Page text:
A natural history of the Hedgerows and Gardens in Clewers Lane, Waltham Chase.
Words and pictures by Gordon Larcombe
MALE BULLFINCH, CLEWERS LANE
Following a spell of relatively mild weather, the past month has been all about the birdsong filling the air along the Clewers Lane hedgerow. However, the resident small flock of bullfinches don’t make much noise – the males just make a quiet, mid-range ‘pea pea’ sound from time to time. Unlike the other finches, they seem to be a generally unexcitable creature, sitting on a twig and contemplating the world for quite some time. The males have a beautiful cherry red chest which marks them out from the females who have a dull brown underside. The birds are protected species now due to the rapid decline in their population.
A flock of two dozen or so goldfinches can be seen and heard chattering to each other, and noisy groups of starlings gather in small flocks in the hedgerow and produce a mixture of sounds, from a squeaky cackle to the whistling sound which is used in cartoon films to accompany something falling from a cliff! But all of this is background noise to accompany the solo stars of the show: The robin, the dunnock and the song thrush.
Like the robin, the dunnock is a solitary singer. The male selects the highest point on a hedge or tree and sings his thin, delicate song for a minute or two before moving on to another perch in his patch. The robin starts well before dawn and can be heard as early as five a.m. The dunnock, however, waits until it is light before he begins to sing.
The star performer in the hedgerow is the song thrush. He starts before dawn and makes his way along the lane with his very loud, very beautiful song, repeating each phrase at least once.
MALE DUNNOCK, CLEWERS LANE SONG THRUSH, CLEWERS LANE, JUST AFTER DAWN
PARTY OF STARLINGS, CLEWERS LANE:
A pair of mistle thrushes is again busy in the lane (there is an old nest in one of the trees). These birds are larger than the song thrush and do not have such a tuneful song. They have an alarm call which sounds like a faint magpie-cackle and this is often the first indication that they are around. Other large birds have already paired up. A pair of jays is using the hedgerow in Clewers Lane as a green corridor, and great spotted woodpeckers have been seen checking for nest sites in the Clewers Lane trees.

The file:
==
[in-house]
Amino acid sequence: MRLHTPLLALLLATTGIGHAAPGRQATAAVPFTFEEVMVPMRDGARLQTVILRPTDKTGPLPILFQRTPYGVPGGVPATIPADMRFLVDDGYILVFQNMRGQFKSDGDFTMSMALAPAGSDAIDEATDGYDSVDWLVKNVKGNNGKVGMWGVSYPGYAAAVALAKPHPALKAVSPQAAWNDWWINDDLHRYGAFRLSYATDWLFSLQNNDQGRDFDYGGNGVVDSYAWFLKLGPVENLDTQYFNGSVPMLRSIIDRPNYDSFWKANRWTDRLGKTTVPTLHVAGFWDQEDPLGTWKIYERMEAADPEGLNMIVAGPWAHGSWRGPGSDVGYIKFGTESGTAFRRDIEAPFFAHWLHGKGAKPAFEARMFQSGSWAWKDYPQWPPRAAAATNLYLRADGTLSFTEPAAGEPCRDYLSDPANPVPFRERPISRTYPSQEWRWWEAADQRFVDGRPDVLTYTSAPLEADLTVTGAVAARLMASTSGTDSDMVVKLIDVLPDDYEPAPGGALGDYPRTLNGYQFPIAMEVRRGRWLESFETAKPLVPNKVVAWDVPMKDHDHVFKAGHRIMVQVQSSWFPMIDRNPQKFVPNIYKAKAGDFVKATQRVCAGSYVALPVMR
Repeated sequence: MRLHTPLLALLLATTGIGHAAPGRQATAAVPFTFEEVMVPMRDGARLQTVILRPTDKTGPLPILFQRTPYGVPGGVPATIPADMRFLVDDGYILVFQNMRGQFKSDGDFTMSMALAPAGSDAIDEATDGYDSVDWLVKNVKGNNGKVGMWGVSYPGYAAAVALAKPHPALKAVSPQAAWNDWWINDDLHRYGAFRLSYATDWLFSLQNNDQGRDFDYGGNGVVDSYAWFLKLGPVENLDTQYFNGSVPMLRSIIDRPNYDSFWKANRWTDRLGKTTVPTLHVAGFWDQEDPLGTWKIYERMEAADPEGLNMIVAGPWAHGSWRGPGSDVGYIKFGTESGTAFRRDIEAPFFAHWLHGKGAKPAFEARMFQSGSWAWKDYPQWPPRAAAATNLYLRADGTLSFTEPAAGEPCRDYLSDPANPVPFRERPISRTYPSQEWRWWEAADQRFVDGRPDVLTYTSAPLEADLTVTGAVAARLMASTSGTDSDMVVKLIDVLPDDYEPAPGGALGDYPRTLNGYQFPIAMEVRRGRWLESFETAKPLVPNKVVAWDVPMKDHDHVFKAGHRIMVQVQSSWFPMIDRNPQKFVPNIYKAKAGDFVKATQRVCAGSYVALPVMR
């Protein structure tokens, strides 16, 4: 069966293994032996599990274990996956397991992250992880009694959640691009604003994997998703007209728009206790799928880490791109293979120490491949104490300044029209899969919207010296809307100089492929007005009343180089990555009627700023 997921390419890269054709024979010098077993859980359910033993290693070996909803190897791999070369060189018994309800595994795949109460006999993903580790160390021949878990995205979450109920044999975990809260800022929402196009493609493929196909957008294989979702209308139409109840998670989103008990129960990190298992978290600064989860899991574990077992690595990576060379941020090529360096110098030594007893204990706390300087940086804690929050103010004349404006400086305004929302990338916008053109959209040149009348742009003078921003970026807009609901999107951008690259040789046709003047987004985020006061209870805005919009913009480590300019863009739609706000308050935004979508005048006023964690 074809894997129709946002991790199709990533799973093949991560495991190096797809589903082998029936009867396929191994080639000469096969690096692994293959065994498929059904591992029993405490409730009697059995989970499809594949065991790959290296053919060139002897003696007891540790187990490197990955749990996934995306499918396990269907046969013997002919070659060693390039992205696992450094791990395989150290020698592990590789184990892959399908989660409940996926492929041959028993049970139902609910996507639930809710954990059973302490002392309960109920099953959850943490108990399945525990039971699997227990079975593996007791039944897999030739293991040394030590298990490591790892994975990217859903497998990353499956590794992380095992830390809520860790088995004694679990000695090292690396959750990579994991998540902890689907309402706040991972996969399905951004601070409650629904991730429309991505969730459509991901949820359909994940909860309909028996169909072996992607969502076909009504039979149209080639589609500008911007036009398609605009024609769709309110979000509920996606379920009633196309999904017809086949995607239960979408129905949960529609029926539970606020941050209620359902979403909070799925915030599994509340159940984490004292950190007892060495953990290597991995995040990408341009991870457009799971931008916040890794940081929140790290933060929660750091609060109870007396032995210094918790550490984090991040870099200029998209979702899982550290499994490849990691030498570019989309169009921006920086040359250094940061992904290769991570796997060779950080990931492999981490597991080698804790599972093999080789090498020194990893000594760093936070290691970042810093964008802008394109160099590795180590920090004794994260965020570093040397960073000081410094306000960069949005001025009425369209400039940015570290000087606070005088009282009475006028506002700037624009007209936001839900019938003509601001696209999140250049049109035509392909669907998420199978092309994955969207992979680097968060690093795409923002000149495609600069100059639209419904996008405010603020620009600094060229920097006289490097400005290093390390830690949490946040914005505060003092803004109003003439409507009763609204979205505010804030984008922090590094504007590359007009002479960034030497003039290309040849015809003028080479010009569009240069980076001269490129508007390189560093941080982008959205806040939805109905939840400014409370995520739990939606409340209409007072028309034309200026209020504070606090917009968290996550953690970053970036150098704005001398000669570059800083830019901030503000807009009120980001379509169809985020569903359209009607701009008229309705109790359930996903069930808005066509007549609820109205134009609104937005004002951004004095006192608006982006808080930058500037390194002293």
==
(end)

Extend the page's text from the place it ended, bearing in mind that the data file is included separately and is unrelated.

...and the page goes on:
The house sparrow flocks seem to gather together just before dusk and can be heard chattering away in the hedgerow before roosting. During the day the males perch over their preferred future nest site and make a token effort to chirp to attract females. As the spring arrives, they will spend all day long in competitive chirping. During a cold spell, the long tailed tits and the nuthatches leave the security of the hedgerow to make visits to the feeder. The nuthatch in its preferred position of upside-down:
LONG TAILED TIT, CLEWERS LANE
NUTHATCH, CLEWERS LANE
With few leaves on the hedgerow, now is the time to see the birds; but there is also activity on the verges where the new growth of cow parsley, dog violet and lesser celandine is starting to appear and reminds us that spring is not far away:
LESSER CELANDINES, CLEWERS LANE
COW PARSLEY, CLEWERS LANE
The early mild weather has encouraged some of the mammals to be a little more active than would be expected at this time of the year. The autumn juvenile hedgehog has been seen around and has eaten the cat food left out for it, and this tiny wood mouse was seen dashing about on the pavement, just after dawn, gathering seeds from the ash tree:
WOODMOUSE, CLEWERS LANE